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I am looking at the solutions to homework 4, problem 4.8a in Stephen Boyds online course here: https://see.stanford.edu/Course/EE364A/78

The problem is about minimizing a linear objective:

$min \,\, c^Tx, \\subject \,\, to \,\,Ax=b$

And, in the solutions ( which can be found here https://see.stanford.edu/materials/lsocoee364a/hw3sol.pdf) for problem 4.8a, it says "and $c$ is orthogonal to the nullspace of $A$. We can decompose c as $c=A^T\lambda+\hat c, \,\, A\hat c=0.$"

So, from what I am seeing in that solution, I can deduce the following information:

  • $\hat c$ is in the nullspace of A
  • $A^T\lambda$ is in the rowspace of A
  • we are adding $\hat c$ and $A^T\lambda$ to get vector $c$, which is apparently orthogonal to the nullspace of $A$.

If $A$ is square, then this can work. But, if $A$ is not square, then I do not understand how adding a vector in the nullspace and a vector in the rowspace is possible. They are different dimensions, right?

Furthermore, if someone can help me understand how it is possible for $c$ to be orthogonal to the nullspace, and also be in the rowspace of A, that would be much appreciated.

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    $\begingroup$ For $A\in\mathbb{R}^{m\times n}$, both the nullspace and row space of $A$ are subspaces of $\mathbb{R}^{n}$, so they both contain vectors of length $n$ $\endgroup$ – nemo Sep 16 '17 at 18:18
  • $\begingroup$ I guess that makes sense. Can you tell me how $c$ is orthogonal to the nullspace here? $\endgroup$ – nundo Sep 16 '17 at 18:23
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Let $A\in\mathbb{R}^{m\times n}$. For any $v\in\mathbb{R}^{n}$ and a subspace $S$ of $\mathbb{R}^{n}$, $v$ can be written as the sum of its projection onto $S$ and the complement $S^{\perp}$, i.e., \begin{equation} v=P_{S}v+P_{S^{\perp}}v. \end{equation}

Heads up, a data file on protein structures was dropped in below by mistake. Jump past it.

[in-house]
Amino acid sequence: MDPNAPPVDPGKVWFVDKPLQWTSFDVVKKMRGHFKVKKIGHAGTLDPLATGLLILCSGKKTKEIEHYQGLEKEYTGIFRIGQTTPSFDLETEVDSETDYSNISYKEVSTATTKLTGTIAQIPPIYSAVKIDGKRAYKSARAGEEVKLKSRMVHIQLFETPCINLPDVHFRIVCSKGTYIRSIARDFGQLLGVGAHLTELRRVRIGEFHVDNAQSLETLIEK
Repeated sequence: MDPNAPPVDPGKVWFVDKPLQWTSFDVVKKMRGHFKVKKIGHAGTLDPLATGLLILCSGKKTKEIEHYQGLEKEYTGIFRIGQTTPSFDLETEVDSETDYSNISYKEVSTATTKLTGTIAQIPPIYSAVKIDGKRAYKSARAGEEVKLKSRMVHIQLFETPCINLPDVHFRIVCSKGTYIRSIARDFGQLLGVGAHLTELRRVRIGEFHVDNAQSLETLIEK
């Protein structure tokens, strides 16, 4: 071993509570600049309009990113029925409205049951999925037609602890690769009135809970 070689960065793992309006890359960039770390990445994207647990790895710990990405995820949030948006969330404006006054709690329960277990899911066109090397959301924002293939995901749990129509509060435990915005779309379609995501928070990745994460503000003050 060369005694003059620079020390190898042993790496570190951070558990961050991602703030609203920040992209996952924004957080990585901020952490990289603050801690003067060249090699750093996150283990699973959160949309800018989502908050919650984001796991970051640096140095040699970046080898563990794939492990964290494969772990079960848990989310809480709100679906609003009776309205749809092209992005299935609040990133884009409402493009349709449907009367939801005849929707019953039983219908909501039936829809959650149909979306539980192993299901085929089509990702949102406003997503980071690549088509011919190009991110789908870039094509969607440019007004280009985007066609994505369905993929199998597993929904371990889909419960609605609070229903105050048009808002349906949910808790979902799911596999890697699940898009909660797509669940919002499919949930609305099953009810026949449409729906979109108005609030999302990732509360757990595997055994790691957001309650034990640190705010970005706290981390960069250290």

In the reference you mention, $S$ is the nullspace of $A$ and $v=c$. So, the first component is something in the nullspace of $A$, let's call it $\hat{c}$ (so $A\hat{c}=0$). The second component is something perpendicular to the nullspace of $A$, or equivalently, something in the rowspace of $A$, so it can be represented as $A^{\top}\lambda$ for some $\lambda\in\mathbb{R}^{m}$. So we have \begin{equation} c=A^{\top}\lambda+\hat{c}. \end{equation}

When $c$ is orthogonal to the nullspace of $A$, $\hat{c}=0$, and \begin{equation} c=A^{\top}\lambda\implies c^{\top}x=\lambda^{\top}Ax=\lambda^{\top}b. \end{equation}

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  • $\begingroup$ This is awesome!! Thank you $\endgroup$ – nundo Sep 16 '17 at 20:24
  • $\begingroup$ I understand now, the trick is that when the vector $c$ is orthogonal to the sum of two orthogonal components, then the component in the nullspace MUST be $0$ by the definition of something being orthogonal. $\endgroup$ – nundo Sep 16 '17 at 21:08
  • $\begingroup$ now, @nemo, the theorem you stated at the beginning - is that only true for $v \in \mathbb{R}^n$? Or is it true for a member of any vectorspace? i.e. is it true that, for any vector space, a member of it can be decomposed into a projection onto a subspace of that vector space, plus a projection onto the orthogonal completment of that subspace? $\endgroup$ – nundo Sep 17 '17 at 17:16
  • $\begingroup$ @nundo This kind of decomposition can be done for any vector space that is equipped with an inner product structure; for more details you can read this for a start $\endgroup$ – nemo Sep 18 '17 at 4:51

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